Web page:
Social inequality is a universal phenomenon in all societies.
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It can exist either in form of a hierarchy of groups or individuals or it may exist without the creation of a hierarchy. In the former case it is called social hierarchy. While in the latter case it is known as social differentiation for in almost all societies men and women are treated unequally. If social inequality manifests itself in the form of a hierarchy involving ranking of groups then it is known as social stratification, thus social stratification is a particular case of the social inequality.
Social stratification is essentially a group phenomena.According to Ogburn and Nimkoff the process by which individuals and groups are ranked in a more or less enduring hierarchy of status is known as stratification. Melvin Tumin defines social stratification as an arrangement of any social group or society into a hierarchy of positions that are unequal with regard to power, property, social evaluation and psychic gratification. According to Lundberg a stratified society is one marked by inequality by differences among people that are evaluated by them as being lower and higher.
There are two approaches to the study of stratification:
Conflict Approach under which Karl Marx and Weber's theories come.
Functionalist Approach under which Talcott Parsons and Davis and Moore's fall.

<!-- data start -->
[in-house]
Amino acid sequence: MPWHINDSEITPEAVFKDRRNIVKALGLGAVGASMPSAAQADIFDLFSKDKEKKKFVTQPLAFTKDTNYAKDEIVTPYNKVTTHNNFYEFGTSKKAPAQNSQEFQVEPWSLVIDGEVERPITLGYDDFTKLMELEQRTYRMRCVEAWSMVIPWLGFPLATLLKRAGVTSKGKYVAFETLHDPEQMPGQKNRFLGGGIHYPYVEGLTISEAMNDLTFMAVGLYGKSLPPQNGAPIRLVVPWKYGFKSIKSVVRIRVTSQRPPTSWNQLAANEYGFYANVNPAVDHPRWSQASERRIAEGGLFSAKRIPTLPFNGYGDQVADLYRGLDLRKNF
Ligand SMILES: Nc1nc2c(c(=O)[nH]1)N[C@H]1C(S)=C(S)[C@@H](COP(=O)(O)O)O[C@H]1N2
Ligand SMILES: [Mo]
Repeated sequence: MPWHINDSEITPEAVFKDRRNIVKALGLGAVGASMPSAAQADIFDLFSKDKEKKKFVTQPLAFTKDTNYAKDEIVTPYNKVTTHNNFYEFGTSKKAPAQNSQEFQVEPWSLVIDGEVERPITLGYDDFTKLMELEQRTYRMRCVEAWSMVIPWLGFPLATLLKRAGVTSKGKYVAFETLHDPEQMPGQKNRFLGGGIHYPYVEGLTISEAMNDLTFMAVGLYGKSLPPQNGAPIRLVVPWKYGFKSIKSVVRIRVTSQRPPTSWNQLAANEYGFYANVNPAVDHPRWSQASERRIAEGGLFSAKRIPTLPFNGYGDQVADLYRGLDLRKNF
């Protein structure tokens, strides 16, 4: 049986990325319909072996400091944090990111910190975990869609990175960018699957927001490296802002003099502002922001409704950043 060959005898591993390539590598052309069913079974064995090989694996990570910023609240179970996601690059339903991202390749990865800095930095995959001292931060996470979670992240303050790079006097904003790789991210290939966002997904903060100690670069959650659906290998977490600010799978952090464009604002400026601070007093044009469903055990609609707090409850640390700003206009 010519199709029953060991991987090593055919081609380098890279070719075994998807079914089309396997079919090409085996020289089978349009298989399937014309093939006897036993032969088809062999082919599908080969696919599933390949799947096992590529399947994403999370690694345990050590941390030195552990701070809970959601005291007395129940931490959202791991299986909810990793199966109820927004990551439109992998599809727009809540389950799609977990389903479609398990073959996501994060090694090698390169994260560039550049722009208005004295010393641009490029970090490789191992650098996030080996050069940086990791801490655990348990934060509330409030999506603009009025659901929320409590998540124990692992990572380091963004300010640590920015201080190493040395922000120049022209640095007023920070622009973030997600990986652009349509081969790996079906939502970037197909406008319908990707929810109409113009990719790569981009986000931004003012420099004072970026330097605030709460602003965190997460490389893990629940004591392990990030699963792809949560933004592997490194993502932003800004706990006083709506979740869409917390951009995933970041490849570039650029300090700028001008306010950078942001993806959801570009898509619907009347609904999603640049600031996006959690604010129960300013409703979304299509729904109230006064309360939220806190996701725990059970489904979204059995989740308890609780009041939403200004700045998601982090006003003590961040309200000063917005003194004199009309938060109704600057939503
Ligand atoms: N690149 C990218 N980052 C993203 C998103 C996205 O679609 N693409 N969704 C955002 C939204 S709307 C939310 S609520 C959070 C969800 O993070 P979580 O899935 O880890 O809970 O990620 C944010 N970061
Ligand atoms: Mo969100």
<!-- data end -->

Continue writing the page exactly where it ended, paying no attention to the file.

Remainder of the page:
According to Karl Marx in all stratified societies there are two major social groups: a ruling class and a subject class. The ruling class derives its power from its ownership and control of the forces of production. The ruling class exploits and oppresses the subject class. As a result there is a basic conflict of interest between the two classes. The various institutions of society such as the legal and political system are instruments of ruling class domination and serve to further its interests. Marx believed that western society developed through four main epochs-primitive communism, ancient society, feudal society and capitalist society. Primitive communism is represented by the societies of pre-history and provides the only example of the classless society. From then all societies are divided into two major classes - master and slaves in ancient society, lords and serfs in feudal society and capitalist and wage labourers in capitalist society.